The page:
The new pole section can be of any otherwise suitable pole material (including but not necessarily limited to wood, steel, aluminum, prestressed or reinforced concrete or resin bonded glass fibers) as can be the existing pole (but which in most instances is made of wood). Preferably the new pole section is of prestressed concrete and formed hollow so that among other things a connecting line between a distal section and the earth may be provided therewithin. Hydraulic jacking is a convenient way of removing the stump section and the hole vacated thereby (with or without augering) is useful for implanting the new pole section therein.

Alternately the new pole section can be erected adjacent the old pole and, after severing the distal sections (with the hardware thereon) from the proximal section of the old pole, the distal section can be mounted on the new pole section. Thereafter the proximal section of the old pole can be removed.

Accordingly one object of this invention is to allow convenient, inexpensive, rapid and safe replacement of damaged or deteriorated utility poles.

Another object of this invention is to allow replacement of utility poles without having to rework hardware thereon and without interruption of service.

Still another object of this invention is to provide for convenient altering of the height and/or alignment of hardware on the utility pole.

Still another object of this invention is to accommodate use of a same or an otherwise suitable different material for new pole sections relative to the material of the existing pole.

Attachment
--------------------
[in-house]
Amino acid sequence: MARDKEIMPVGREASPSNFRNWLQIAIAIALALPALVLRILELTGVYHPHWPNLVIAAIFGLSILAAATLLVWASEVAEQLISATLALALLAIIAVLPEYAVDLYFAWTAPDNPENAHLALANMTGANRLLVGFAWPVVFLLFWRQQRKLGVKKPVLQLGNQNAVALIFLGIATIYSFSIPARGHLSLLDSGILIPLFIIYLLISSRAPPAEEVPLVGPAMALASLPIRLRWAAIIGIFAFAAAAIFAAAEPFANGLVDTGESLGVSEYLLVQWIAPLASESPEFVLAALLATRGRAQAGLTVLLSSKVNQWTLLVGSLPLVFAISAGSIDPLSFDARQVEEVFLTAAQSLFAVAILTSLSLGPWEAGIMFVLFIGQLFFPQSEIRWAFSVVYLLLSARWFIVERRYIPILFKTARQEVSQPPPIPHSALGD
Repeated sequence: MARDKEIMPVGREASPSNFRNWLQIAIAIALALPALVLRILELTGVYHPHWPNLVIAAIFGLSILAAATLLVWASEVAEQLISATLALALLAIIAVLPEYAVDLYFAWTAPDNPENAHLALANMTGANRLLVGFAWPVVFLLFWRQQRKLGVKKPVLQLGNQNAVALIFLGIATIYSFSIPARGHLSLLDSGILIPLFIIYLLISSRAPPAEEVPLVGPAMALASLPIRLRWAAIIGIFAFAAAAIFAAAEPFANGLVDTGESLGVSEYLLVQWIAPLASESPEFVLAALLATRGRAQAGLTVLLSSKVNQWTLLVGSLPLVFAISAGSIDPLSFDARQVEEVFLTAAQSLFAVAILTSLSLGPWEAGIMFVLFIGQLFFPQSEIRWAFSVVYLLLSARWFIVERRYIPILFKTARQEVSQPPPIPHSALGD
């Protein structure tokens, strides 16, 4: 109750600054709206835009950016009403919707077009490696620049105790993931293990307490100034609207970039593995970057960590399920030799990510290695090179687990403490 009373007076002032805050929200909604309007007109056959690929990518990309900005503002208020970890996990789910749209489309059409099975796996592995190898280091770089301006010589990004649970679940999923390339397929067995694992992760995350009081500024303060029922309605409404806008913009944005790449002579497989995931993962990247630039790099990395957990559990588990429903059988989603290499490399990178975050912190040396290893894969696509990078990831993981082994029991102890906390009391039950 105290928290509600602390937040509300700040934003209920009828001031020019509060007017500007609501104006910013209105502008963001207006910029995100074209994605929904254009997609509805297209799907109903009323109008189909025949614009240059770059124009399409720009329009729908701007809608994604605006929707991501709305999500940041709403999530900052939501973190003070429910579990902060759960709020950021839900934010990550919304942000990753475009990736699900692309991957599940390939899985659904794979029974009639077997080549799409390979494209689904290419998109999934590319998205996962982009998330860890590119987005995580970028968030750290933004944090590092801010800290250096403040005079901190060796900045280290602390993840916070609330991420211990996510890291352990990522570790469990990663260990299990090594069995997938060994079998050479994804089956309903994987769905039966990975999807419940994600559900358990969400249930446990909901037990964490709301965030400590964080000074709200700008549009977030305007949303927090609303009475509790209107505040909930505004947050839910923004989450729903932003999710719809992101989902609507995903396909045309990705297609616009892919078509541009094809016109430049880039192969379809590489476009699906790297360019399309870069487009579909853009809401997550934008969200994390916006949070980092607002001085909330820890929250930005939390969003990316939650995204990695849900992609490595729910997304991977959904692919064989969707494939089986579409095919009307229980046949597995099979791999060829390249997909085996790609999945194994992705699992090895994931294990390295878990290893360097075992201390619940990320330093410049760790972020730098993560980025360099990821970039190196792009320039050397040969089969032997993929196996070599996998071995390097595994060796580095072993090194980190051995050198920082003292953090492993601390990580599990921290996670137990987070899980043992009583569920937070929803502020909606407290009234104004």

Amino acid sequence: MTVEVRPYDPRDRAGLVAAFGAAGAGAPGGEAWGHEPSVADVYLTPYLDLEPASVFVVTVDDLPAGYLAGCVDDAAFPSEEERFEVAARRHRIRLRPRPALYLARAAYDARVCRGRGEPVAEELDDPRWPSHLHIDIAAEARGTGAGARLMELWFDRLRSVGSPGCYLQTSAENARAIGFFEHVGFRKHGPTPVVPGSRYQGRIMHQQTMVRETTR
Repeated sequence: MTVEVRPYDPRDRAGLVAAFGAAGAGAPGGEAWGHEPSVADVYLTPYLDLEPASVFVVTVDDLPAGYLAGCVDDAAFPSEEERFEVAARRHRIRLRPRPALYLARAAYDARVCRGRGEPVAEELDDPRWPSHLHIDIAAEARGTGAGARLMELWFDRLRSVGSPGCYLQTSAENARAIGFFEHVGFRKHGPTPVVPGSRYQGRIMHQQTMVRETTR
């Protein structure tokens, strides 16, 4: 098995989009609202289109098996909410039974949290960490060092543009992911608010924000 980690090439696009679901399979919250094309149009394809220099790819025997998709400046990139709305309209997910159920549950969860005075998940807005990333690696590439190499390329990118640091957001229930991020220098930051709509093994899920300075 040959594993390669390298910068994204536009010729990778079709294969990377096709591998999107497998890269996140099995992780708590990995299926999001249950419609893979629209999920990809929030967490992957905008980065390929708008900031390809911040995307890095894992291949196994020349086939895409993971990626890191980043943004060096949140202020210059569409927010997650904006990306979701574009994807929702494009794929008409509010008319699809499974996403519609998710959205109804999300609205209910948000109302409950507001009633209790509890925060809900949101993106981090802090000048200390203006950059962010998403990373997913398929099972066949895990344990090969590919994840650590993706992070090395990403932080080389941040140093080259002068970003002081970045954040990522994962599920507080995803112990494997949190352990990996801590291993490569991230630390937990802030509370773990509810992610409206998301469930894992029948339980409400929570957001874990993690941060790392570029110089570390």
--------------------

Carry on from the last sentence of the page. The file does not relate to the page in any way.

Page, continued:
Still another object of this invention is to allow for the proximal section of the existing pole first being severed from the earth, so as to leave a stump section protruding from the earth, and so as to define a bottom end of the proximal section. Then the proximal section may be arranged vertically adjacent the stump section with the bottom end of the proximal section on the earth for supporting temporarily the distal section.

Still another object of this invention is preferably to use new pole sections of prestressed concrete which are hollow and which can accommodate therewithin a connecting line between the distal section and the earth to provide positive grounding to the earth.

Still another object of this invention is to provide push plates engageable by means of screws to hold the distal sections socketed in an annular sleeve connected atop the new pole section.

BRIEF DESCRIPTION OF DRAWINGS

The foregoing and other objects, features and advantages will appear more fully from accompanying drawings, viewed in conjunction with a detailed description of preferred embodiments of the invention and viewed with claims which follow. In the drawings same numerals refer to like elements throughout and:

FIG. 1 is a schematic illustration (comparable to FIG. 6 in the parent application) of a distal section of a pole with its hardware intact thereon being inserted into a socket atop a new pole section. A truck boom (not shown) could be a means to accomplish this insertion.